News: May 19, 2008
A new kind of crab has been found on the Swedish West Coast. The crab, which has its normal northern boundary outside Scotland, was found by students who dissected a cod caught outside the estuary of Gullmar Fjord.
The Goneplax rhomboides crab has its normal northern boundary outside Scotland and the Shetland Islands. Two spectacular discoveries of the species on the Bohus Coast suggest that it has now moved into Swedish waters. The first discovery was made by some students on our course in Fish Ecology, who dissected trawled cod outside Gullmar Fjord. They found a strange crab in the stomach of a smaller cod.
"They gave the crab to their tutor, who in turn gave it to me”, says Matz Berggren, Researcher at the Department of Marine Ecology at the University of Gothenburg and who also works at the Sven Lovén Centre for Marine Sciences at Kristineberg. The crab turned out to be a specimen of Goneplax rhomboides, a species that has not been caught North of the Shetlands, and never in Skagerrak.
The specimen the students found was more or less intact, which means that the cod must have caught and eaten the crab just before it was trawled. This in turn means that the crab must have been the cod’s prey on the seabed somewhere outside the estuary of Gullmar Fjordjorden.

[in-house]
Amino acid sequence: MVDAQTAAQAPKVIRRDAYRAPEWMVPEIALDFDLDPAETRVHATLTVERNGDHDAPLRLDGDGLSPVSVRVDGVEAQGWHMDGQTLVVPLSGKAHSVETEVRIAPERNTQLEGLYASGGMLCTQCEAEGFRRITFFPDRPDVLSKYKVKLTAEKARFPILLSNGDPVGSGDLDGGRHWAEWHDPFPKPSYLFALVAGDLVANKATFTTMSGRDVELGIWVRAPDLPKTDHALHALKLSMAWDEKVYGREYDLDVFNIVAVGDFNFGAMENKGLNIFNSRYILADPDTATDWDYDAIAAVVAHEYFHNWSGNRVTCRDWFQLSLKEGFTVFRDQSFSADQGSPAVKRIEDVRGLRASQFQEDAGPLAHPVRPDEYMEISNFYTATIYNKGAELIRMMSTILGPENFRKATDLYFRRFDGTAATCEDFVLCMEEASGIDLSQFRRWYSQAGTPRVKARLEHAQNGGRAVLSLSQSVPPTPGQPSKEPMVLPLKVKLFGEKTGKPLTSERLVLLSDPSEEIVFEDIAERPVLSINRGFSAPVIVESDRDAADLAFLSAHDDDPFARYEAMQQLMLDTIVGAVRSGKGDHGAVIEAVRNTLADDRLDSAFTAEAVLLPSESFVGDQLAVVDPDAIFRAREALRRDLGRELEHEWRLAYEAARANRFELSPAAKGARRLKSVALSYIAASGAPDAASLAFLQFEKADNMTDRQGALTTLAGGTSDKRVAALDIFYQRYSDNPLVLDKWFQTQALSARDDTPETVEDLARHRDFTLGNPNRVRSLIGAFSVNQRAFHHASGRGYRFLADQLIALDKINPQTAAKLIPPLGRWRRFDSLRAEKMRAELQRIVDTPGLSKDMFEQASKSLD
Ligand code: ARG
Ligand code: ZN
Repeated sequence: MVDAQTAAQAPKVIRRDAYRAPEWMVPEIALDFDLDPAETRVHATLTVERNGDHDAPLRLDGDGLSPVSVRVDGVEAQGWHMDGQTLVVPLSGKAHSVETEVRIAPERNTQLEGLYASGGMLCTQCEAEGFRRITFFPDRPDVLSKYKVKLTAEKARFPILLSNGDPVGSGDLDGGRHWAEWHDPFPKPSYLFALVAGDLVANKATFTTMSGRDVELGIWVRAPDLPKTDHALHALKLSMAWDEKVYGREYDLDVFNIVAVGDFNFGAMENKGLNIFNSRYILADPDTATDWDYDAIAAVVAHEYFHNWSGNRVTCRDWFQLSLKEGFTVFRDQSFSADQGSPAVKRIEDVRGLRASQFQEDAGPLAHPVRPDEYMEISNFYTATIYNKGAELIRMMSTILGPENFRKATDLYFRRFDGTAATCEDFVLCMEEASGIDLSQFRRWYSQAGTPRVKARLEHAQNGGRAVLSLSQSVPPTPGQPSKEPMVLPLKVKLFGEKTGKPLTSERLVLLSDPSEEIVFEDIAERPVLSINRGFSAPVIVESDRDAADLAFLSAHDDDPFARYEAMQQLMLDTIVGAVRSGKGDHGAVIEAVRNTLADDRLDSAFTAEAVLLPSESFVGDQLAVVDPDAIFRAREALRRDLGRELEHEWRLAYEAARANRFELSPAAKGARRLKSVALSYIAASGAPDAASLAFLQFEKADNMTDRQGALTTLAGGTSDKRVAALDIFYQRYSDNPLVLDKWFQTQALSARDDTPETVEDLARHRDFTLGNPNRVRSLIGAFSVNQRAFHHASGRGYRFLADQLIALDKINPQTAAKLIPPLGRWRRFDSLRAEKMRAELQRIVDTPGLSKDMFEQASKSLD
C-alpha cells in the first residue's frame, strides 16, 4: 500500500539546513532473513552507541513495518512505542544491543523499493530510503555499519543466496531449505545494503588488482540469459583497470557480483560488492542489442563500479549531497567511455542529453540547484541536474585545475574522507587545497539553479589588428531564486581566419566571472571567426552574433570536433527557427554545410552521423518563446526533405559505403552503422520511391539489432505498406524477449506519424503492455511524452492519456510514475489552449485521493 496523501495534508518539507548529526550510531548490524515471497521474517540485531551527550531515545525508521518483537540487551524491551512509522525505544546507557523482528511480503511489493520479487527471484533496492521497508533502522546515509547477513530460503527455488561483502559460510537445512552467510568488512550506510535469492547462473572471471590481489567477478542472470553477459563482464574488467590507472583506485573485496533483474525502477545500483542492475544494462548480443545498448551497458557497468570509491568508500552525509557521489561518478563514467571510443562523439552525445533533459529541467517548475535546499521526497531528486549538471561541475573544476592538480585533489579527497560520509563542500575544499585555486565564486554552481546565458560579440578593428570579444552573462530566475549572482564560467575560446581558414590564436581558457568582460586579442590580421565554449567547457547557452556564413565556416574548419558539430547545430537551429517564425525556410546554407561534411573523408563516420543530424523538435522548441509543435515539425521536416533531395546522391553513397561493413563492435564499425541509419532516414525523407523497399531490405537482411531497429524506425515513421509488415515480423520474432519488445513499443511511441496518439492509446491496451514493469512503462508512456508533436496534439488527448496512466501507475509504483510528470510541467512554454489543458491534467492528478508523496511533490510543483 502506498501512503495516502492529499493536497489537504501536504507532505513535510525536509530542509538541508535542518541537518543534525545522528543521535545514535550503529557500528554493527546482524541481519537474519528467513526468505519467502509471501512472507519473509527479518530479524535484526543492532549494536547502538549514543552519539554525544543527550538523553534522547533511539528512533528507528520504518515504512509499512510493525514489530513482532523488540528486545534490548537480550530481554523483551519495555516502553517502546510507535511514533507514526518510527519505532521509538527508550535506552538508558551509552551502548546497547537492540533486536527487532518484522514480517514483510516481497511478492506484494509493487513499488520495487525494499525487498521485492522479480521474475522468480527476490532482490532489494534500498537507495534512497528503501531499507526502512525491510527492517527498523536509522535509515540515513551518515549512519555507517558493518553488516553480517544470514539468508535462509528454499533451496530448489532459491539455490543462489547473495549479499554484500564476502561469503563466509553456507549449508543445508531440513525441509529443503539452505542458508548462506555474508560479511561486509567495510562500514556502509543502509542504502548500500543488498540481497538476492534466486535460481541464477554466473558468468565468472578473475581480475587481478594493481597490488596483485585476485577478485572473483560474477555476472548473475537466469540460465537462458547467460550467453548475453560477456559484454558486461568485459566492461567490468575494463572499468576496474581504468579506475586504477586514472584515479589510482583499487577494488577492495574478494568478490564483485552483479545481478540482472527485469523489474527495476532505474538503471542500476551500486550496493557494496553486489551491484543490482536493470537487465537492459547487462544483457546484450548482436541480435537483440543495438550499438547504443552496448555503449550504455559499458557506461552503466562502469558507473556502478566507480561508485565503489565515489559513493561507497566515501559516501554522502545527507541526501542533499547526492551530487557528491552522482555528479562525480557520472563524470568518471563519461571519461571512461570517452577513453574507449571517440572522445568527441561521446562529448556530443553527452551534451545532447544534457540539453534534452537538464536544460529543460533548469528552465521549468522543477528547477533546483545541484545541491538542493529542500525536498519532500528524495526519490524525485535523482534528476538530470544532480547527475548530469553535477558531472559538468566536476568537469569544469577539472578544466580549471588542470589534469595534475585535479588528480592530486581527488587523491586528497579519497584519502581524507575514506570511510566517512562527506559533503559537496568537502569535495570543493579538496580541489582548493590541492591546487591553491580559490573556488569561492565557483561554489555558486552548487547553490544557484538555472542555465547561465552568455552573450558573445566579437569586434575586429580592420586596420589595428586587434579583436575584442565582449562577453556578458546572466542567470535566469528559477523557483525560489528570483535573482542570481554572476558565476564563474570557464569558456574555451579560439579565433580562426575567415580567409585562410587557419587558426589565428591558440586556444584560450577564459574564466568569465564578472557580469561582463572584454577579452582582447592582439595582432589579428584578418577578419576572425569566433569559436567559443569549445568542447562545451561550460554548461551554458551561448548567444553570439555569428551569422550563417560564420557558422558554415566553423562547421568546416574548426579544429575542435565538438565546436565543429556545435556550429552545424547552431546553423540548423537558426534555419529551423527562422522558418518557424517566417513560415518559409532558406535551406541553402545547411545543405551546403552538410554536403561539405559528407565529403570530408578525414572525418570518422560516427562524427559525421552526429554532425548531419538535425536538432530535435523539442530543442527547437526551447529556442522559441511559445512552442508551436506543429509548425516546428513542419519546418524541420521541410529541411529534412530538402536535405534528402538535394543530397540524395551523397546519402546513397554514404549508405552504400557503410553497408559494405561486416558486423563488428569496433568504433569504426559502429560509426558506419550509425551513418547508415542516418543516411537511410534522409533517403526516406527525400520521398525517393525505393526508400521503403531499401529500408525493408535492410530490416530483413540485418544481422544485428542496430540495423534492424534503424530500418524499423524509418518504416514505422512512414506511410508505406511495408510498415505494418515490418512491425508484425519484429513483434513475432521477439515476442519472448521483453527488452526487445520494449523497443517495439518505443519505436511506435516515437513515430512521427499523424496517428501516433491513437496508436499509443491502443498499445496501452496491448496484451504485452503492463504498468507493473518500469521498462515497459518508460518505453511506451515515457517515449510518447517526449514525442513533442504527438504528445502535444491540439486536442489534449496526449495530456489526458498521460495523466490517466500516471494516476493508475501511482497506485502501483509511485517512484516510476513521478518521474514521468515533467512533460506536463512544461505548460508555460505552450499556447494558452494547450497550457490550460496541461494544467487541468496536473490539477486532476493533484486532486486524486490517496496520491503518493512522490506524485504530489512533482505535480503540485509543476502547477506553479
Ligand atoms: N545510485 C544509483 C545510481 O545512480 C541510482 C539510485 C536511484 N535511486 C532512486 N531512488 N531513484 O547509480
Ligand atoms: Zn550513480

Just a few weeks later, during sample-taking as part of the programme for environmental control of seabed fauna on the West Coast, yet another discovery of this crab was made at the same place.
”The interpretation of the first find was that it was not an isolated incident, and that the crab could have established itself in the soft seabeds of the West Coast, says Matz Berggren, who is also responsible for Crustaceans for Nationalnyckeln (The Swedish National Key).
Goneplax rhomboides is a relatively small crab, but clearly distinguishes itself from our domestic crabs with its rectangular carapace, long eyestalks and claws, and slightly yellow-white or reddish colour over the body. The caught specimen has been handed over to the Gothenburg Natural History Museum.
Matz Berggren, Department of Marine Ecology, University of Gothenburg:
+46 523 185 32
Name: There is no Swedish name for the species, but in Germany it is called the Quadratkrabbe and in England the Angular crab
Size: Can be up to 37 mm at the carapace
Colour and pattern: The carapace is yellowish to pale red/pink, sometimes fringed with violet and is often divided into a light area and a darker area. Claws and legs yellowish to pale orange.
Lives: Found in its normal distribution area from the beach zone (uncommon) and down to nearly 600 metres deep. Normally lives in the mud and sandy mud in which it digs shallow burrows in the sediment.
Geographic distribution: From the British Isles (but is uncommon in the North Sea) and as far south as South Africa. Also found in the whole of the Mediterranean.
Guldhedsgatan 5 A
+ 46 31 786 98 73
In case of doubt or confusion, the Swedish version of this press release takes precedence.